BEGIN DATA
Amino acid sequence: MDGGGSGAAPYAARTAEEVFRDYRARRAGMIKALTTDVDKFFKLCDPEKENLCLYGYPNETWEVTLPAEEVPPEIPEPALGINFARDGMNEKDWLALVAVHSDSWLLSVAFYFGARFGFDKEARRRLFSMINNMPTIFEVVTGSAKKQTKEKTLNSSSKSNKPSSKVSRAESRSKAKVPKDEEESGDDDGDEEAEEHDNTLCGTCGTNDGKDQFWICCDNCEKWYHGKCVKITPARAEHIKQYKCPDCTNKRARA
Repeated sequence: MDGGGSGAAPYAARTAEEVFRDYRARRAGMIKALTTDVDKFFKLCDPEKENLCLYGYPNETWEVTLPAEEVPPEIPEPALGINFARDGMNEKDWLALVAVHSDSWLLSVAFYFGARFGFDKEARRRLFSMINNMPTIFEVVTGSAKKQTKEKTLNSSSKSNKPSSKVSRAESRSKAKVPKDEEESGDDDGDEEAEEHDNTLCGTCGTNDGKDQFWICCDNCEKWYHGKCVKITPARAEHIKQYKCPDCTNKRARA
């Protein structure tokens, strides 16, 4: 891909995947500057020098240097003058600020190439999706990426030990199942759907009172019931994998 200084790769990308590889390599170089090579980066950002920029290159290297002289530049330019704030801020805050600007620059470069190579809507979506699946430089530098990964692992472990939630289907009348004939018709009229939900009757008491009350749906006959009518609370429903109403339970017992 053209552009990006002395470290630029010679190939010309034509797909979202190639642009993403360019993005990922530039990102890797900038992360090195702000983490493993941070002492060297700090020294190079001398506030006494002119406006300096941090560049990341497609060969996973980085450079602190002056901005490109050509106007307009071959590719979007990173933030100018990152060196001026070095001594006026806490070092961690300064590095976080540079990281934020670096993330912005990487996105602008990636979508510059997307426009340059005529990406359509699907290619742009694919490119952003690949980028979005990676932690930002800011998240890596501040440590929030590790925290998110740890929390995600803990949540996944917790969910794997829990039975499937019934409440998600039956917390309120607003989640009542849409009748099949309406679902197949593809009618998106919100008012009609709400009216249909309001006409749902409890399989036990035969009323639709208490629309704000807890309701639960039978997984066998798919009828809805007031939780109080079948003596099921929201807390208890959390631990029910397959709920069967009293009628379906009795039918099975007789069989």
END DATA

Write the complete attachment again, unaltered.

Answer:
Amino acid sequence: MDGGGSGAAPYAARTAEEVFRDYRARRAGMIKALTTDVDKFFKLCDPEKENLCLYGYPNETWEVTLPAEEVPPEIPEPALGINFARDGMNEKDWLALVAVHSDSWLLSVAFYFGARFGFDKEARRRLFSMINNMPTIFEVVTGSAKKQTKEKTLNSSSKSNKPSSKVSRAESRSKAKVPKDEEESGDDDGDEEAEEHDNTLCGTCGTNDGKDQFWICCDNCEKWYHGKCVKITPARAEHIKQYKCPDCTNKRARA
Repeated sequence: MDGGGSGAAPYAARTAEEVFRDYRARRAGMIKALTTDVDKFFKLCDPEKENLCLYGYPNETWEVTLPAEEVPPEIPEPALGINFARDGMNEKDWLALVAVHSDSWLLSVAFYFGARFGFDKEARRRLFSMINNMPTIFEVVTGSAKKQTKEKTLNSSSKSNKPSSKVSRAESRSKAKVPKDEEESGDDDGDEEAEEHDNTLCGTCGTNDGKDQFWICCDNCEKWYHGKCVKITPARAEHIKQYKCPDCTNKRARA
């Protein structure tokens, strides 16, 4: 891909995947500057020098240097003058600020190439999706990426030990199942759907009172019931994998 200084790769990308590889390599170089090579980066950002920029290159290297002289530049330019704030801020805050600007620059470069190579809507979506699946430089530098990964692992472990939630289907009348004939018709009229939900009757008491009350749906006959009518609370429903109403339970017992 053209552009990006002395470290630029010679190939010309034509797909979202190639642009993403360019993005990922530039990102890797900038992360090195702000983490493993941070002492060297700090020294190079001398506030006494002119406006300096941090560049990341497609060969996973980085450079602190002056901005490109050509106007307009071959590719979007990173933030100018990152060196001026070095001594006026806490070092961690300064590095976080540079990281934020670096993330912005990487996105602008990636979508510059997307426009340059005529990406359509699907290619742009694919490119952003690949980028979005990676932690930002800011998240890596501040440590929030590790925290998110740890929390995600803990949540996944917790969910794997829990039975499937019934409440998600039956917390309120607003989640009542849409009748099949309406679902197949593809009618998106919100008012009609709400009216249909309001006409749902409890399989036990035969009323639709208490629309704000807890309701639960039978997984066998798919009828809805007031939780109080079948003596099921929201807390208890959390631990029910397959709920069967009293009628379906009795039918099975007789069989």